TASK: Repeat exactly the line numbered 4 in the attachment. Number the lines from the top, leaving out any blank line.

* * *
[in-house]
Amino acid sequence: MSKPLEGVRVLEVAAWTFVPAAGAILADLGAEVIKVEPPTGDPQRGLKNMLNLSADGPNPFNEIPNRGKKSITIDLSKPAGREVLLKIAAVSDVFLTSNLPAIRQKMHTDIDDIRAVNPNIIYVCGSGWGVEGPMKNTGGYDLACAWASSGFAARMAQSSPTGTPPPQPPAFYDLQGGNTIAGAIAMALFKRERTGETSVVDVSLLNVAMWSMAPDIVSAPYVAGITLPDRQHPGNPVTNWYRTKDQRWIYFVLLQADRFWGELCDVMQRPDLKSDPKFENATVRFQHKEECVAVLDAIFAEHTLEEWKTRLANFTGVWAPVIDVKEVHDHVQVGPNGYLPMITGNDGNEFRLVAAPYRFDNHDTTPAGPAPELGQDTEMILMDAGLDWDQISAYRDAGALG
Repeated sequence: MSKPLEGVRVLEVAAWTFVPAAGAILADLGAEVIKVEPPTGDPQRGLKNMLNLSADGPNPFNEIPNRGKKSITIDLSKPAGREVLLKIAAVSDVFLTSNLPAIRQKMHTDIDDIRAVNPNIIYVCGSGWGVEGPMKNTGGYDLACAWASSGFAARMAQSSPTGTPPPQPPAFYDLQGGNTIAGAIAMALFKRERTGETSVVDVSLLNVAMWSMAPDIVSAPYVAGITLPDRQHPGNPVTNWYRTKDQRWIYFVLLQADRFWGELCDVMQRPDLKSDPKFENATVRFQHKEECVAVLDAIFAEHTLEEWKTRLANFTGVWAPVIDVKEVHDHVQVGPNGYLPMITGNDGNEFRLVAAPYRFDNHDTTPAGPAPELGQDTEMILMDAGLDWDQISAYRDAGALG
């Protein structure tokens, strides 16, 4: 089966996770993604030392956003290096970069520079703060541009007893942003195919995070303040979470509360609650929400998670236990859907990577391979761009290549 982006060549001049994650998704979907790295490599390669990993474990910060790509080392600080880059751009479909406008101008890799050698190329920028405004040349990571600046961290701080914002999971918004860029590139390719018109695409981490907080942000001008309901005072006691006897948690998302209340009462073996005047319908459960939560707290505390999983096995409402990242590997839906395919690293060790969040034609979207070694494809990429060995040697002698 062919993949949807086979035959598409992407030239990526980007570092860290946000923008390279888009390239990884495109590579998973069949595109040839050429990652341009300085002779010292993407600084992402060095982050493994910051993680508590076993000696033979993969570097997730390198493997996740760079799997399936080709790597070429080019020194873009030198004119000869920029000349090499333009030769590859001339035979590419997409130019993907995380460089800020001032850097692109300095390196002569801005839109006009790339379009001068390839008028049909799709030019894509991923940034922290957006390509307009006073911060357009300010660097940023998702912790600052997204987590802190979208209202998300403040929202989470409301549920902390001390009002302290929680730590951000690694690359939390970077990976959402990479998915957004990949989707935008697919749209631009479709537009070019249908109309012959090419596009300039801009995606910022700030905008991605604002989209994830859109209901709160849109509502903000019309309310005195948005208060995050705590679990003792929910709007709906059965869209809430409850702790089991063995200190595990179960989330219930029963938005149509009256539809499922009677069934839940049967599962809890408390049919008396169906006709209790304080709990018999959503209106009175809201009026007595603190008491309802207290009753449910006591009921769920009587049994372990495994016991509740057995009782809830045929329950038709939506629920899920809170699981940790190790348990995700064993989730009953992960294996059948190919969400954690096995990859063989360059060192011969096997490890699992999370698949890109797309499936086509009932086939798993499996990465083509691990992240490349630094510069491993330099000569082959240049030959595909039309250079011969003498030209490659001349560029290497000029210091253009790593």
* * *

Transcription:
């Protein structure tokens, strides 16, 4: 089966996770993604030392956003290096970069520079703060541009007893942003195919995070303040979470509360609650929400998670236990859907990577391979761009290549 982006060549001049994650998704979907790295490599390669990993474990910060790509080392600080880059751009479909406008101008890799050698190329920028405004040349990571600046961290701080914002999971918004860029590139390719018109695409981490907080942000001008309901005072006691006897948690998302209340009462073996005047319908459960939560707290505390999983096995409402990242590997839906395919690293060790969040034609979207070694494809990429060995040697002698 062919993949949807086979035959598409992407030239990526980007570092860290946000923008390279888009390239990884495109590579998973069949595109040839050429990652341009300085002779010292993407600084992402060095982050493994910051993680508590076993000696033979993969570097997730390198493997996740760079799997399936080709790597070429080019020194873009030198004119000869920029000349090499333009030769590859001339035979590419997409130019993907995380460089800020001032850097692109300095390196002569801005839109006009790339379009001068390839008028049909799709030019894509991923940034922290957006390509307009006073911060357009300010660097940023998702912790600052997204987590802190979208209202998300403040929202989470409301549920902390001390009002302290929680730590951000690694690359939390970077990976959402990479998915957004990949989707935008697919749209631009479709537009070019249908109309012959090419596009300039801009995606910022700030905008991605604002989209994830859109209901709160849109509502903000019309309310005195948005208060995050705590679990003792929910709007709906059965869209809430409850702790089991063995200190595990179960989330219930029963938005149509009256539809499922009677069934839940049967599962809890408390049919008396169906006709209790304080709990018999959503209106009175809201009026007595603190008491309802207290009753449910006591009921769920009587049994372990495994016991509740057995009782809830045929329950038709939506629920899920809170699981940790190790348990995700064993989730009953992960294996059948190919969400954690096995990859063989360059060192011969096997490890699992999370698949890109797309499936086509009932086939798993499996990465083509691990992240490349630094510069491993330099000569082959240049030959595909039309250079011969003498030209490659001349560029290497000029210091253009790593």